Kim Fabricius’ “propositions” are always worth reading, and his latest – Ten propositions on the God hypothesis – is no exception.
By “the God hypothesis”, Fabricius means the argument that “the empirical evidence of both physics and biology actually points to the existence of God”; in contrast to Laplace’s famous, if possibly apocryphal, statement to Napoleon that he “had no need of that hypothesis”. Fabricius observes that Laplace predicted the existence of black holes, and suggests that “a collapse into intellectual oblivion would be a fitting destiny for the God hypothesis”.
Why? The heart of his objection to the God hypothesis is found in proposition 5:
To put it simply: the God hypothesis cannot be the God hypothesis – at least if this God is the God of Abraham, Isaac, and Jacob, the God of Jesus Christ.
In other words, the God hypothesis may or may not demonstrate the existence of a creator entity of some type, but not the living and true God, the God and Father of our Lord Jesus Christ.
The problem lies in the whole concept of a “hypothesis”. A hypothesis, by its nature, is:
- an explanation;
- either probable or improbable; and
As to the first, Fabricius affirms that “God is not an explanation”, and indeed he argues that using God as an explanation is what led to the development of modern atheism. He quotes Nicholas Lash as follows:
During the seventeenth and eighteenth centuries, the word ‘God’ came to be used, for the first time, to name the ultimate explanation of the world. And, when it was in due time realized that the system of the world was such as not to require any such single, overarching, independent explanatory principle, the word ‘god’ was dispensed with, and modern atheism was born.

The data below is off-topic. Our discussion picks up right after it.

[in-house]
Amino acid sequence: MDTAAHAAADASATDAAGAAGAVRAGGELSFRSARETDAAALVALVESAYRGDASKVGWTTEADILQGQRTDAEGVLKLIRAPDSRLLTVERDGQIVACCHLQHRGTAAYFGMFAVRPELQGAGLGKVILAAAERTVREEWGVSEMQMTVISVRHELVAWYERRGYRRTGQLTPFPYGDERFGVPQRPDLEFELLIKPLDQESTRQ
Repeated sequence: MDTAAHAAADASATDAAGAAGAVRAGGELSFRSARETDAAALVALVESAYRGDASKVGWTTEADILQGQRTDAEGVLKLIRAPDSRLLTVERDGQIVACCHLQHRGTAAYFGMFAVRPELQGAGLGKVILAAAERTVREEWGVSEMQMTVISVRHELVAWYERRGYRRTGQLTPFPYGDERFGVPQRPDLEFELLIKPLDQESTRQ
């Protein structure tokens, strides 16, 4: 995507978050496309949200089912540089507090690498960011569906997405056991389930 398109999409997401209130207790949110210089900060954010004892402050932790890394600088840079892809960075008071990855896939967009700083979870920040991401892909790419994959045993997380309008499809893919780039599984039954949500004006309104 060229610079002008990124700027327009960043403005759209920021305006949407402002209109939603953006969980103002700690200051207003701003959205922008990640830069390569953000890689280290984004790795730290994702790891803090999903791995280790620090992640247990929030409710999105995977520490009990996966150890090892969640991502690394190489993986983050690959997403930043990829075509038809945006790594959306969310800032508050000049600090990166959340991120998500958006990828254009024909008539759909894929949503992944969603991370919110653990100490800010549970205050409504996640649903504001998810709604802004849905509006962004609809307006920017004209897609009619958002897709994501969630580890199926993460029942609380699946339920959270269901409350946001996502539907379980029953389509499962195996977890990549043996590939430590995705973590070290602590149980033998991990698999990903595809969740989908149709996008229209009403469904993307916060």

As for the second, God’s existence is not a matter of probability. “The Creed does not begin ‘On balance, we believe…'”, observes Fabricius. Rather:
the non-existence of God is inconceivable. A deity who might not exist is contingent and therefore not worth the name of Yahweh (Exodus 3:14).
This is “the truth behind the unfortunately named ontological argument” of St Anselm (actually a prayer). (For more on Anselm’s “exquisite argument”, and why it doesn’t matter that it isn’t particularly convincing, see this post. See also my more recent post on why God does not exist.)
Finally, and more straightforwardly, our belief in God is not provisional, not contingent on future evidence that may emerge. We do not have “a god the evidence for whom we must ever be checking and rechecking”, our faith in whom could be shattered by our next trip to “the science section in Waterstones”.
If you try to build a “God hypothesis”, then “at best you get a designer god who is not the Creator, let alone the Trinity”. We can know God only “in practice, not in theory; with commitment, not disinterestedly”:
One can only know God by confessing, praising, and loving God. Science can only stand at the bus stop, checking Paley’s watch (now digital), and telescopically peering at the corner which Godot never turns.
Fabricius concludes by quoting R.S. Thomas (one of my favourite poets, when I’m in the mood):
I have waited for him
under the tree of science,
and he has not come.